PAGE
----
What is missing from the piece of a long record of historically black college and university (HBCU) credentials is the hidden history of Saints Industrial and Literary School. The campus remains still stands present in Lexington, Mississippi. It all started when the founder and first president, Dr. Arenia Cornelia Mallory, was invited by Charles Harrison Mason to serve as a music teacher at a local religious school for black students in Lexington, Mississippi.
Later, she organized five singers and toured them to raise money for the school. She then developed a larger school chorus, named the Jubilee Harmonizers, who traveled and became nationally famous. They eventually performed at the White House for President Franklin D. and Eleanor Roosevelt. Their touring helped to raise funding for what become known as the Saints Industrial and Literary School. The institution was a secondary private school for students in grades 1-12. It was later renamed and called Saints Academy. She educated an estimated of 20,000 students through Saints.
The affiliation of the school is with the Pentecostal Church of God in Christ (COGIC); Mallory served as its president from 1926 until 1977. In 1975, she was recognized as the only black college woman president. The campus was developed to have classrooms and dormitories, and a junior college department was produced before 1963. Mallory’s intention was to established high standards for Christian behavior and education. Through the decades, she led the students by integrating public schools and the broadening role for blacks after the passage of civil rights legislation. Mallory helped developed many African-American leaders through her mission.
The institution was once notable for its inclusion in a landmark federal case, Coffey v. State Educational Finance Commission (1969) that challenged the state of Mississippi’s tuition grant program for segregated schools. Saint was the only private school to receive state aid for black children. Grants covered 80% of Saint’s tuition cost in the 1967-1968 school year.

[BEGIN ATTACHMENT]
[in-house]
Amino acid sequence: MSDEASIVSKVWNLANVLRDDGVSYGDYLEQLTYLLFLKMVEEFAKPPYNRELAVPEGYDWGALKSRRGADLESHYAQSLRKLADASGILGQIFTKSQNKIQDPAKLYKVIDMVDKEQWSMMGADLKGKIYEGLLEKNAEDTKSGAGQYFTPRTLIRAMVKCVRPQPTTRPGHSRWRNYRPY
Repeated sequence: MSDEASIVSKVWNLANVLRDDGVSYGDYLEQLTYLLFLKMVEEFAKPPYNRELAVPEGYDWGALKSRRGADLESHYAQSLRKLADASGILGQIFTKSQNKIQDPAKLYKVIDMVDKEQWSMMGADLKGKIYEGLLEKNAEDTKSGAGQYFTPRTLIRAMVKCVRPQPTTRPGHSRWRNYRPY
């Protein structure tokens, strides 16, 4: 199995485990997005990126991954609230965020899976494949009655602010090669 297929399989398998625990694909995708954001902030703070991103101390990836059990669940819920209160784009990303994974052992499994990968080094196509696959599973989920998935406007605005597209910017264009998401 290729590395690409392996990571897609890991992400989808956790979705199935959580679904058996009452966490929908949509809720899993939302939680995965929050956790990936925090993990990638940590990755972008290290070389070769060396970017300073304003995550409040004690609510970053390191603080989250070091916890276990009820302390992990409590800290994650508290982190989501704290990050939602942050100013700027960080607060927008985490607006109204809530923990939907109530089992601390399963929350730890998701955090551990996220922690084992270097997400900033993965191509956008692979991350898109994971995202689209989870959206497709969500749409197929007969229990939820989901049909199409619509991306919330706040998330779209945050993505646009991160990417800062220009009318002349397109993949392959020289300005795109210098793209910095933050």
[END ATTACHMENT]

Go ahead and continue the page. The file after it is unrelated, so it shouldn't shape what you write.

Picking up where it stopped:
Mallory was a charter member of the NCNW, which national leader and school president Dr. Mary McLeod Bethune founded. Because of their relationship, Mallory had open access to the White House. She extended the opportunity to present her work with Saints Industrial School to President Eleanor Roosevelt and the first lady, singing for them. In 1963, she was appointed to serve in President John F. Kennedy’s administration.
Through her status with Saints Industrial and with her civic activities, Mallory promoted her advocacy for the Black and poor sharecroppers in Mississippi and for the Civil Rights Movement. In 1968, she was the first woman and person of color to be elected to the Holmes County Board of Education. In 1974, she was elected to a second term.
Mallory was an active member of the Church of God in Christ Women’s Department, where she was a church leader. She cemented her significance to the Women’s Department and made the outreaches that were crucial for the next generations. Mallory’s friendship with Mary Bethune brought in new ideas to the Women’s Department. She served from 1952-1955 on the board of directors of the Regional Council of Negro Leadership, a pro-self help civil rights organization led by T. R. M. Howard from Mound Bayou, Mississippi.
Mallory’s leadership and work were featured in the May 1963 issue of The Crisis Magazine with the front page article written about her entitled “Mississippi Mud”. The Crisis article lauded her citing “Florida has its Mary McLeod Bethune, North Carolina has its Charlotte Hawkins Brown, and Mississippi has its Arenia Corenia Mallory, who, out of Mississippi mud has made it possible for children born, or yet unborn, to have a better heritage then chopping cotton.”
After Mallory’s retirement and death, followers tried to keep the school going, but the Delta’s population had declined as many families moved north or to larger cities. They were unable to succeed, and the school closed in 2006. In 2018, the Church of God in Christ (COGIC) invested in reopening the Saints campus. The campus was reopened, and its mission to train saints who will impact the world. Over $500,000 in renovations have been completed on the campus, and it is now a state-of-the-art facility where saints of all ages are welcome.
Saints’ history falls back as late as 1926 and typically qualifies for the designation of HBCU status. However, the institution’s accreditation is questionable as to why it may be jeopardized from receiving such status. HBCUs were established prior to 1964, whose principal mission was, and is, the education of black Americans, and that is accredited by a nationally recognized accrediting agency or association determined by the Secretary of Education to be reliable authority as to the quality of training offered or is, according to such an agency or association, making reasonable progress toward accreditation.